Crew's 'dork' Boushley made impact on Nashville community

October 9th, 2023

NASHVILLE, Tenn. -- On Sept. 29, two days before his 30th birthday, Caleb Boushley made his Major League debut for the Milwaukee Brewers. The game didn’t mean much to the Brewers – they had already clinched the NL Central – but for Boushley it was a storybook scenario.

Not only did Boushley earn the win, pitching the final 2 1/3 innings in a 4-3, 10-inning triumph over the Cubs, but he did it as a member of the team he grew up rooting for. Boushley’s a native of Hortonsville, Wis., and more than 400 of his family and friends came out to American Family Field to show their support.

Boushley’s debut resonated far beyond the state of Wisconsin, however, as some 565 miles to the south he was cheered on just as vociferously by the Nashville Sounds organization and its fans. Boushley has spent the past two seasons with the Milwaukee Triple-A affiliate, cultivating goodwill both in and outside the ballpark.

Take, for example, this pair of representative occurrences from the waning moments of the Triple-A season. On Sept. 23 the Sounds named Boushley their Community Player of the Year. The following afternoon, he spent some time in the First Horizon Park broadcast booth doing play-by-play.

In other words: Boushley is willing to engage and contribute in meaningful and unorthodox ways while not taking himself too seriously. All par for the course for a self-described “dork.”

“When I look at professional athletes, especially when you see guys interviewed on TV, there’s this coolness about them. Like, ‘I’m the man,’” said Boushley, speaking prior to a Sounds game last month. “Maybe I give off that vibe but when I watch those guys I immediately think they’re so much cooler. So, that’s why I would call myself a dork. In relation to the studs. Maybe a little self-deprecating, but it keeps me humble.”

Boushley pronounces his last name “Bosley,” and at the ballpark he’s almost always referred to as Boz. He picked up that nickname at the University of Wisconsin-La Crosse, where he pitched prior to being selected by the San Diego Padres in the 33rd round of the 2017 Draft. The right-hander went on to play three seasons in that organization before the Brewers chose him in the Minor League portion of the 2021 Rule 5 Draft.

“When the Rule 5 happened I didn’t anticipate it working out like that,” said Boushley. “It’s cool to be on the inside of the organization.”

Boushley has spent the past two seasons with the Sounds, making 54 appearances (51 starts). In 2022, following a team vote, he was named their Pitcher of the Year.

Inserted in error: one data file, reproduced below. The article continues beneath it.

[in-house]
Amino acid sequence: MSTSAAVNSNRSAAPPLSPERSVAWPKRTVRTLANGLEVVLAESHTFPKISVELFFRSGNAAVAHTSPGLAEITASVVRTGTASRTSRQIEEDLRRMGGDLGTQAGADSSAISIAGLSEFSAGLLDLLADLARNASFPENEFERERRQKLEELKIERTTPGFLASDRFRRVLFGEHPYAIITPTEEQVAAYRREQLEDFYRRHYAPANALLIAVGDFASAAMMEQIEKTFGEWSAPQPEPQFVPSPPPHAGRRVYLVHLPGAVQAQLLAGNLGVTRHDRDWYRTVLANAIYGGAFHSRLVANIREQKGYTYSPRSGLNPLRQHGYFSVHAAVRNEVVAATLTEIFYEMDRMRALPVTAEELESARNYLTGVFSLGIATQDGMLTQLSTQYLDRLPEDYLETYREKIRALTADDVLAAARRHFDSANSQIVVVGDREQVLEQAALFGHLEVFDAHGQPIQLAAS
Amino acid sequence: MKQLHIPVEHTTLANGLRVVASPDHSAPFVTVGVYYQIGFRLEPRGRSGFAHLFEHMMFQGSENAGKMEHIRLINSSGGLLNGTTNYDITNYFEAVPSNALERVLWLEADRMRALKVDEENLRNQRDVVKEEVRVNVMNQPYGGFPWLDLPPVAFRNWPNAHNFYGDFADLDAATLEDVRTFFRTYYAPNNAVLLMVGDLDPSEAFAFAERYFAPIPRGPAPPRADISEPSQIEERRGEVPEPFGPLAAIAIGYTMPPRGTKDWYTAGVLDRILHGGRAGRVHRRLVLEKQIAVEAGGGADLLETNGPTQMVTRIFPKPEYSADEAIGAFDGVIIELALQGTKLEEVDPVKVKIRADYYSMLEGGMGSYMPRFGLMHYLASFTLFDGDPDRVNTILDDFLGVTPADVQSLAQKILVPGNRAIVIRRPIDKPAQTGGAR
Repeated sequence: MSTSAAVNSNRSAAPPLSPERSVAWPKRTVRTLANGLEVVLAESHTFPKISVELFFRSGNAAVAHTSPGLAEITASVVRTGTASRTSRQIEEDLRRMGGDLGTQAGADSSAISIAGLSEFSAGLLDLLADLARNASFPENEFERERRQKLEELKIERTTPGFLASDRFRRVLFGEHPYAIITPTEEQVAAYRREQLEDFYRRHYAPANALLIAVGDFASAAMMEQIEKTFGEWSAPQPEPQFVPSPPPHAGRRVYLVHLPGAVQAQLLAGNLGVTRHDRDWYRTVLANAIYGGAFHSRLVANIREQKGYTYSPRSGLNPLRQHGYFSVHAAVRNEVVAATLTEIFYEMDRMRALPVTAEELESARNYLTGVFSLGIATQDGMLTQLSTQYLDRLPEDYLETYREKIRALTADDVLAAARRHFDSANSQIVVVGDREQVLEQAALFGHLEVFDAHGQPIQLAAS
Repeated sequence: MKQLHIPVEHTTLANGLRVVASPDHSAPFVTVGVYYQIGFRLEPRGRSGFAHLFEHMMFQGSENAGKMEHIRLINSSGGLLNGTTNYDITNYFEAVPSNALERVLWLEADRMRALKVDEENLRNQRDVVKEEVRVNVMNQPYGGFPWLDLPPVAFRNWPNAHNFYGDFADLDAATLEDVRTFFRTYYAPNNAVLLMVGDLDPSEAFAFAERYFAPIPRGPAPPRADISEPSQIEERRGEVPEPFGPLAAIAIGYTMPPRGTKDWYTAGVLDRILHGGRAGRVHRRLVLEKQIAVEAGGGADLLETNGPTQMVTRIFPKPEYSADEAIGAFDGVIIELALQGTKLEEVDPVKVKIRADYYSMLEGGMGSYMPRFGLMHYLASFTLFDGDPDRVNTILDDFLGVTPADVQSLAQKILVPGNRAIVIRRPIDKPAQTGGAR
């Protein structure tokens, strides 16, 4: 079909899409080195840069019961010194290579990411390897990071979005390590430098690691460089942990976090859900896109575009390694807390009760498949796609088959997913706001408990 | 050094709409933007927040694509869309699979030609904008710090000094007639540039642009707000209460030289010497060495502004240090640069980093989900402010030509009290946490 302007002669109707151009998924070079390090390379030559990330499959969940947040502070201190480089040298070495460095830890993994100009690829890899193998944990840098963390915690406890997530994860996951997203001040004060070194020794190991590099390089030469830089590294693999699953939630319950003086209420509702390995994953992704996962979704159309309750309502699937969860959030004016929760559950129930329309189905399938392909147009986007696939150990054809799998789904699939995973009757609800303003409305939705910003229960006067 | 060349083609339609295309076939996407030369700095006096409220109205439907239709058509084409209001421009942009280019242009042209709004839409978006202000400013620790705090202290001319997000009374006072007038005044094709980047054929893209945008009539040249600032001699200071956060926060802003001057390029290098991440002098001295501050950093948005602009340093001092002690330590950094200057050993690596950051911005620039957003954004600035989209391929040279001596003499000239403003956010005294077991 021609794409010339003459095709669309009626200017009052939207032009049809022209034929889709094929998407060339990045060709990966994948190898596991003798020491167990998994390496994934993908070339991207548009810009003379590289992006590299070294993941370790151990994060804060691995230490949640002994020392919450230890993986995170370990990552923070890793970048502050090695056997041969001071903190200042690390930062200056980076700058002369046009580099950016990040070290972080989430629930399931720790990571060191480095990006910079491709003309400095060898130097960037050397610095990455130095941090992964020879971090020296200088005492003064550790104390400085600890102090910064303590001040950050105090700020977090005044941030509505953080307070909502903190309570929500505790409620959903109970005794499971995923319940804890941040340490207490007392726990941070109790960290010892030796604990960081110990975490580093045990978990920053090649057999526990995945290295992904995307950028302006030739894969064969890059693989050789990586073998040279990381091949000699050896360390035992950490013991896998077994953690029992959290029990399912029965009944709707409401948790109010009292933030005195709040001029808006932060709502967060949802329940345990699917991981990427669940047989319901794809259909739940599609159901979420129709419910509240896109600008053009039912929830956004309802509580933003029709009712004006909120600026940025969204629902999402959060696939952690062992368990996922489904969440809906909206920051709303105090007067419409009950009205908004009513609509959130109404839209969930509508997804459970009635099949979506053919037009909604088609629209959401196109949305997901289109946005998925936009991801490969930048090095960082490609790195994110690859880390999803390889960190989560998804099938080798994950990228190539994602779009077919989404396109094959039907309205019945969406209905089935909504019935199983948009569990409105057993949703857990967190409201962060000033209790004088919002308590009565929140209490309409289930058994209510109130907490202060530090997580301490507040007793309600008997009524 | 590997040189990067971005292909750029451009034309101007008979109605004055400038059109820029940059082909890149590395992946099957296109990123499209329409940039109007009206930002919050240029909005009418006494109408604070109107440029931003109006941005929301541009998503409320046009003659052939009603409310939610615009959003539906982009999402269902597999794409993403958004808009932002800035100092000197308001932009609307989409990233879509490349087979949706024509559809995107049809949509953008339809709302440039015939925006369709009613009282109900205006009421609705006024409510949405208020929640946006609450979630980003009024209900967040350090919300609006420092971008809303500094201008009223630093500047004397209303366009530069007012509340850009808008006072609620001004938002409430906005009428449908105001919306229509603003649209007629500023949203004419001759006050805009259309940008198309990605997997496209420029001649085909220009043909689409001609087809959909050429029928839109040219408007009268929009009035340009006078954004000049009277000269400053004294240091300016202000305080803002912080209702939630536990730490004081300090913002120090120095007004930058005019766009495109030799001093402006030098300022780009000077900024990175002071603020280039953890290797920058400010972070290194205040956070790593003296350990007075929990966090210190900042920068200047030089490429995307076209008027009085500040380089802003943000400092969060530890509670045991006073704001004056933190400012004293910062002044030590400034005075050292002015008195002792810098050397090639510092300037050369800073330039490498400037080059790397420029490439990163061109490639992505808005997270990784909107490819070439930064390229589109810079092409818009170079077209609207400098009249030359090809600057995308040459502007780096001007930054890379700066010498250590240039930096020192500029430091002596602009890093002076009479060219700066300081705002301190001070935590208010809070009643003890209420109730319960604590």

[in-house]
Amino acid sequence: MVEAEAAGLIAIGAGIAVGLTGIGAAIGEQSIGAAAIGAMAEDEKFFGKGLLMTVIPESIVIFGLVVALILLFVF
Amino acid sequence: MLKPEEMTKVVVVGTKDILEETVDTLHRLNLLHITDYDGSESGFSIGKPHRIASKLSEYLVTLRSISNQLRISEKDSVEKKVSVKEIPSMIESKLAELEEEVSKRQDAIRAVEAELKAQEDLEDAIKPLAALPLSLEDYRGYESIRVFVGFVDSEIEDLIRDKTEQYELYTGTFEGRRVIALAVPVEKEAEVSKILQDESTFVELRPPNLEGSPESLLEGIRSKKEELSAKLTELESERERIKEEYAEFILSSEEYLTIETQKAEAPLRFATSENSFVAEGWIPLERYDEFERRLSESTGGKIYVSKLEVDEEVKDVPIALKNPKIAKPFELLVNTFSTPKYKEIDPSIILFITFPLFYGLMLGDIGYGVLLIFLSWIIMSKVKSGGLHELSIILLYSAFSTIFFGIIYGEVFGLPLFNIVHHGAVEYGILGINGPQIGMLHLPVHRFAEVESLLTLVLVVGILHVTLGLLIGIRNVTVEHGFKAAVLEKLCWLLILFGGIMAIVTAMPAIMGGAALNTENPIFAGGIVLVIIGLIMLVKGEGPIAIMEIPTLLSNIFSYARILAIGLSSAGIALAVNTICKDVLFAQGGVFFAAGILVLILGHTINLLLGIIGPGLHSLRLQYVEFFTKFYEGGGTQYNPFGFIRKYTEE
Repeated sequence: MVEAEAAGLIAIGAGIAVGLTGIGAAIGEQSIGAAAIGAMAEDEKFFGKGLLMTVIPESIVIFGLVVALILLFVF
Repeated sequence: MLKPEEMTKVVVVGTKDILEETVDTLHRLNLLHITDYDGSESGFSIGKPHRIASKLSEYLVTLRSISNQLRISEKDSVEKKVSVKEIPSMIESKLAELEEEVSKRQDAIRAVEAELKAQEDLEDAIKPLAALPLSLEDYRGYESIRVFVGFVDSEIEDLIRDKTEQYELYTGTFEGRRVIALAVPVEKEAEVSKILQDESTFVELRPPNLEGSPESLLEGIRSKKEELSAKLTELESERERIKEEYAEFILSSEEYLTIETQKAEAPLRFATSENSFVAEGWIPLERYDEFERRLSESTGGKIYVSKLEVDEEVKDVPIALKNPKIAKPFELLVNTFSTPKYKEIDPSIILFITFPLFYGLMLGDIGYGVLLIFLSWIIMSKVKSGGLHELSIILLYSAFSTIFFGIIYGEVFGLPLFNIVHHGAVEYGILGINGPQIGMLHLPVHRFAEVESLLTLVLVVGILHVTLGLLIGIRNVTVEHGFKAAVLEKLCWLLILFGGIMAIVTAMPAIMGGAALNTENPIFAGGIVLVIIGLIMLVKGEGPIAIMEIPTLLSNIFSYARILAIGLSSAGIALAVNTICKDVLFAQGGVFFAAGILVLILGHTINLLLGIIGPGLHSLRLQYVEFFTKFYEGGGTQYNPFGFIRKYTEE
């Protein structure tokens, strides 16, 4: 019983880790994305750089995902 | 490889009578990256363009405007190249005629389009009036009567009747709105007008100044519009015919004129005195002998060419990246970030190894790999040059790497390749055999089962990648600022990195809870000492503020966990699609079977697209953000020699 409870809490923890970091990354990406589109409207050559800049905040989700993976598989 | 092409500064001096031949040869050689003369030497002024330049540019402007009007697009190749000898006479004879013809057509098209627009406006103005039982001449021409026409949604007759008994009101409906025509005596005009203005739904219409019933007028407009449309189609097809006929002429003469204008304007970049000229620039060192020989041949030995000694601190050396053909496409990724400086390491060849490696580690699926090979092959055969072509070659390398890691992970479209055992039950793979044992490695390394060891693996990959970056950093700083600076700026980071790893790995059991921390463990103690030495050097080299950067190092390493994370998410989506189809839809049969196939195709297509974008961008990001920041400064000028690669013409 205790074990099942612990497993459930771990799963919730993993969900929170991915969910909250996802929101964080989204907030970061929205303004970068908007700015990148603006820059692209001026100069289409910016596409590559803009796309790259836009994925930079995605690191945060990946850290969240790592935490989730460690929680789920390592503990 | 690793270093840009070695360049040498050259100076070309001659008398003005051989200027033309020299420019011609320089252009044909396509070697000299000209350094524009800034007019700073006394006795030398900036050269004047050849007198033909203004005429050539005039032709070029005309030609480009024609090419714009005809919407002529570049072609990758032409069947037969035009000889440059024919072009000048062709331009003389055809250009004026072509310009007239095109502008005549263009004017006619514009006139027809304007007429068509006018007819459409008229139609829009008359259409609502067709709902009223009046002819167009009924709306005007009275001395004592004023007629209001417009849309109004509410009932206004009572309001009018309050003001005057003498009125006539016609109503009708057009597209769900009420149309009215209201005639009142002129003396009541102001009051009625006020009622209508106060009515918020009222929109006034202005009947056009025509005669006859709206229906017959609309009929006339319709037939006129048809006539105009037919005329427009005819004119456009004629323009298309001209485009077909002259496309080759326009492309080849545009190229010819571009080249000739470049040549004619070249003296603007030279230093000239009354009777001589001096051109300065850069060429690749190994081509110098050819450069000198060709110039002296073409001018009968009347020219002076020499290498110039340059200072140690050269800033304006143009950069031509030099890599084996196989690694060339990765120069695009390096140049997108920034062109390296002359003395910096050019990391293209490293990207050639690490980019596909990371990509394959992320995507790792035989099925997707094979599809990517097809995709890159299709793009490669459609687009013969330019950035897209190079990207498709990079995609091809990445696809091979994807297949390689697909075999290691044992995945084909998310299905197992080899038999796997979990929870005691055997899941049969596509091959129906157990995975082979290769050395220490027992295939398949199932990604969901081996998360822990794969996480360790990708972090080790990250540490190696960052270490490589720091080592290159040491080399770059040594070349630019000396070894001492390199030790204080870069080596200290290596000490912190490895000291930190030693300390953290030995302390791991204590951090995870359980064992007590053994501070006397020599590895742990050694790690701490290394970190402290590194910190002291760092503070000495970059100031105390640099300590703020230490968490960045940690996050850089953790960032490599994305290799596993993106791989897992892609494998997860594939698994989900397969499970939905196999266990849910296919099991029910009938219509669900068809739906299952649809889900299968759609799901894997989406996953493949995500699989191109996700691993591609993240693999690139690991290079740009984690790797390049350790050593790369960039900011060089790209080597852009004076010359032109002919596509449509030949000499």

“I had never been to the state of Tennessee prior to being with the Sounds,” he said. “It doesn’t matter what day of the week, if you end up on Broadway [Street] it looks like Saturday night. That’s unique and a little bit different than Wisconsin. Yeah, a little bit. But it’s cool. We have great fans here, on the weekends especially. The field is beautiful and the city is awesome.”

Among the Sounds’ front office staff, Boushley quickly cultivated a reputation for saying yes to virtually every community appearance offered to him (hence, his 2023 Community Player of the Year Award).

“It’s, like, an hour of your time to go out and try to make someone’s day or week or whatever,” he said. “I think it’s important that we get back out in the community and show our appreciation, because week in and week out, when we have games here, the community is here to support us.”

Of these community visits, Vanderbilt Children’s Hospital made the biggest impression.

“It’s a loose, fun environment. To see the kids come in and we get to take pictures, and their face just lights up,” said Boushley. “I look at myself like, ‘I’m just Caleb, just a dork who happens to play baseball.’ And then these kids see you and you’re some kind of rock star. Especially when Booster’s there with you, the [Sounds] mascot.”

He tries to bring that sense of fun and levity to the ballpark. That can be particularly hard to do at Triple-A, a level filled with veteran players wondering if they’ll ever make it, or make it back, to the Major Leagues.

“There’s a lot on the line, for a lot of guys. It’s a game but it’s also a job and people are trying to provide for their families,” he said. “You want to be professional and you need to take it seriously, but also remembering what makes you the baseball player you are and what makes the game enjoyable for you. Be loose but focused.”

Boushley's magical end to his 2023 season gives him something to build on as he extends his career into his 30s. He’ll be loose. He’ll be focused. And above all – because what other choice is there? - he’ll be himself.

“It’s taken me up until this point to try to get a little comfortable in my skin. I’m still working on it, but I know who I am,” he said. “And I’m okay saying it: I’m a little dorky.”